Jes Staley, chief executive officer of JPMorgan Chase & Co. (JPM)’s investment bank, beat his Bank of America Corp. (BAC) counterpart in compensation after boosting earnings during last year’s market slump.
Staley’s $16 million award for 2011 almost held steady from the $17 million he made the previous year as profit at the firm’s investment bank climbed 2.3 percent to $6.8 billion. Bank of America co-chief operating officer Thomas K. Montag’s pay dropped 25 percent to $12 million after profit at the lender’s investment bank plunged by more than half to $2.97 billion.
The 55-year-old executives, who received almost the same amount for 2010, saw their pay diverge as the firms navigated turmoil created by the European debt crisis. While clients gravitated toward JPMorgan because it was considered a “safe harbor,” Bank of America executives traveled the world to reassure customers after the firm’s credit grades were cut in September, the leaders have said.
“Jes probably deserved to make more money, though paying him more would send the wrong signal politically,” said Gustavo Dolfino, a former UBS AG banker and now president of Whiterock Group LLC, a New York-based executive search firm. “It was a different ballgame at Bank of America. Montag is a decent guy, but he is under pressure.”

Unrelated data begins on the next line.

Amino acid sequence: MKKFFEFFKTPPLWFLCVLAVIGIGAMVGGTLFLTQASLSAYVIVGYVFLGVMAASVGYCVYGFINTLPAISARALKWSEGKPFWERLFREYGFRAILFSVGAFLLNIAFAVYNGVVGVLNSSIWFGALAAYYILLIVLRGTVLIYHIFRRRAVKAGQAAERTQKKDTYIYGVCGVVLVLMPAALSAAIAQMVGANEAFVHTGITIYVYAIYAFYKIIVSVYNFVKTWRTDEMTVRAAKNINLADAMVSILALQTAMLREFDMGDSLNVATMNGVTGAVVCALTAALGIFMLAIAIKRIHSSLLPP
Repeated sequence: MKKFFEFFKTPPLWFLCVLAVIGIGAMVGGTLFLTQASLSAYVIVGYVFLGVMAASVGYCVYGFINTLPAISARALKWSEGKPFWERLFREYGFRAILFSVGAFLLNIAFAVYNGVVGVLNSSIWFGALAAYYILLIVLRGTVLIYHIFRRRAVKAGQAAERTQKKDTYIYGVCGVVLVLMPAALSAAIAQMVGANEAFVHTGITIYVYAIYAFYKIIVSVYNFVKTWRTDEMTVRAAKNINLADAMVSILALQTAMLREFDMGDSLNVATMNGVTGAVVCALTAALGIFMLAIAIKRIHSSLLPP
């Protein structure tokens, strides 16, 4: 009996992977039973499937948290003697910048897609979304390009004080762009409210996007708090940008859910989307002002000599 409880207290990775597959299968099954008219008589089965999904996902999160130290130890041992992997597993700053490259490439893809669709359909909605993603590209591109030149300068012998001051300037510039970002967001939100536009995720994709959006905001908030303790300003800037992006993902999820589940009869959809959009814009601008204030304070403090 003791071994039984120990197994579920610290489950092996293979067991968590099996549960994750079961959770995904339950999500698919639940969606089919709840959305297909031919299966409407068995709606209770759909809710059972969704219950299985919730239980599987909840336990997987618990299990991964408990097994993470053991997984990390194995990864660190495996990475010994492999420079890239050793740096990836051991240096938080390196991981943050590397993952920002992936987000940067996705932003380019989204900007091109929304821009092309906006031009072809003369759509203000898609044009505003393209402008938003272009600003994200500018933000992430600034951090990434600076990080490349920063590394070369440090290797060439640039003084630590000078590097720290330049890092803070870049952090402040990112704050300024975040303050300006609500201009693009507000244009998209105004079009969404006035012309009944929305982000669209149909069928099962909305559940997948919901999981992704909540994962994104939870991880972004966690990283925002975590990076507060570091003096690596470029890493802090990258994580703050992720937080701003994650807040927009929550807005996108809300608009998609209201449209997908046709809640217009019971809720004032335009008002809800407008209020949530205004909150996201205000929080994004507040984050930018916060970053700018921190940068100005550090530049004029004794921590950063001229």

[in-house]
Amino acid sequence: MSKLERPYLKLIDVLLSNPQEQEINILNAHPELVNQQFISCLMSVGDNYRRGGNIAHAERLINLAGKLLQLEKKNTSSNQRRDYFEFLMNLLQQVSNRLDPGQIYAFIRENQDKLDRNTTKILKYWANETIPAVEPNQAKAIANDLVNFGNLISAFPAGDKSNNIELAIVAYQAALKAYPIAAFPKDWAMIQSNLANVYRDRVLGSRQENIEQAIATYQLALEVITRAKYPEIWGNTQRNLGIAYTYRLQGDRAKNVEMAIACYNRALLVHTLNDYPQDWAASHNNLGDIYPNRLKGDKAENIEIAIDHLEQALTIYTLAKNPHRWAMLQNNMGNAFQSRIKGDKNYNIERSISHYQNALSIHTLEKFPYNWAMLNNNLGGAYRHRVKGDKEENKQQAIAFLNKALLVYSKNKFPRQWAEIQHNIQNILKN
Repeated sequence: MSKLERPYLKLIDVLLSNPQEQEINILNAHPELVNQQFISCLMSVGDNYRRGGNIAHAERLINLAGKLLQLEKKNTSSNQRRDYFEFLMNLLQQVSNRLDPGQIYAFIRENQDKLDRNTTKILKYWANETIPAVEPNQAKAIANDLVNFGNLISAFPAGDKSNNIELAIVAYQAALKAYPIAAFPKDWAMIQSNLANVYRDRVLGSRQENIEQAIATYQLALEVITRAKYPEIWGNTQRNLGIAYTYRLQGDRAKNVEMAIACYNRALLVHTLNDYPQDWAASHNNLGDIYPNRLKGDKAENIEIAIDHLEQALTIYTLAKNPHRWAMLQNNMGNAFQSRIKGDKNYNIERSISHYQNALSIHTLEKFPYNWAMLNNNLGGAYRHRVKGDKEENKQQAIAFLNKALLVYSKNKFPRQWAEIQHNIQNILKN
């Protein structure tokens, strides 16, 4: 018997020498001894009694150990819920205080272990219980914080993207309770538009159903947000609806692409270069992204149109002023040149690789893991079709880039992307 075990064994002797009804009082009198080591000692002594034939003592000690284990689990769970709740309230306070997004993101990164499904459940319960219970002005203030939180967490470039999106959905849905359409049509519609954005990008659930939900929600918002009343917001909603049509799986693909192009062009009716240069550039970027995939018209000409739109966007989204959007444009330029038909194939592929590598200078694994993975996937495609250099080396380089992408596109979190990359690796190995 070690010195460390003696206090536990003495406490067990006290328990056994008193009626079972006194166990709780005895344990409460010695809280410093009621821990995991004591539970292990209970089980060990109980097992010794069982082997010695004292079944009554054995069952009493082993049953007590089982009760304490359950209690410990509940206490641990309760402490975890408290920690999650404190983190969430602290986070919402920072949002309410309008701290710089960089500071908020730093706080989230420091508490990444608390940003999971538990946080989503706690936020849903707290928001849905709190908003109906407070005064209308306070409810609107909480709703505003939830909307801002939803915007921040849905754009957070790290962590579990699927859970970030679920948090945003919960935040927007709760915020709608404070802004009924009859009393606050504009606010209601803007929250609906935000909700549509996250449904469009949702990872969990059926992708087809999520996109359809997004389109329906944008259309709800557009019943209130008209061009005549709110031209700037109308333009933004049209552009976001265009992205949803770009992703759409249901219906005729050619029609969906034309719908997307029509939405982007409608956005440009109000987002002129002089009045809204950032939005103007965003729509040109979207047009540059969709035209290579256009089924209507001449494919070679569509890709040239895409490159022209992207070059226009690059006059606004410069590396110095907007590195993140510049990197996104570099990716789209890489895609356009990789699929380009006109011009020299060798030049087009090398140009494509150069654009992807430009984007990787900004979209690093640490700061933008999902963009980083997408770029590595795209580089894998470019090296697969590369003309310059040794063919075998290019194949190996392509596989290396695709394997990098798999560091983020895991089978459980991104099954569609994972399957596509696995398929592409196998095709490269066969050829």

Colm Kelleher and Paul J. Taubman, co-heads of New York- based Morgan Stanley’s investment banking and trading division, were each paid $9.25 million for 2011, the bank said today in a regulatory filing. Citigroup Inc. doesn’t disclose pay for James “Jamie” Forese, head of the New York-based firm’s securities and banking division.
Staley is the second-highest paid executive among the five whose awards are disclosed by JPMorgan, after the $23 million granted to CEO Jamie Dimon, the New York-based company said yesterday in a filing. The firm’s total net income climbed 9.2 percent to a record $19 billion last year.
JPMorgan said that Staley increased the company’s reach overseas, cut risky assets by more than $80 billion and hit the firm’s target for a 17 percent return on equity. Staley has led the investment bank since 2009 after running its asset- management unit.
Montag’s $12 million still made him the highest-paid of the top six executives disclosed by Charlotte, North Carolina-based Bank of America, according to a filing last month. His package eclipsed the $7 million compensation of his 52-year-old boss, CEO Brian T. Moynihan.
Bank of America’s compensation board said in the filing that apart from Moynihan, top managers’ performance “met or exceeded” expectations. While Bank of America rebounded to a $1.4 billion profit in 2011 from a $2.2 billion loss a year earlier, the firm’s shares plunged 58 percent last year amid concerns it may have to raise capital.
In September, Moynihan promoted Montag, a former head of trading at Goldman Sachs Group Inc., to co-chief operating officer from head of the firm’s global banking and markets division. That added oversight of commercial banking, where 2011 profit increased 37 percent to $4.4 billion.
Jessica Oppenheim, a Bank of America spokeswoman, and Jennifer Zuccarelli of JPMorgan declined to comment on the executives’ pay.
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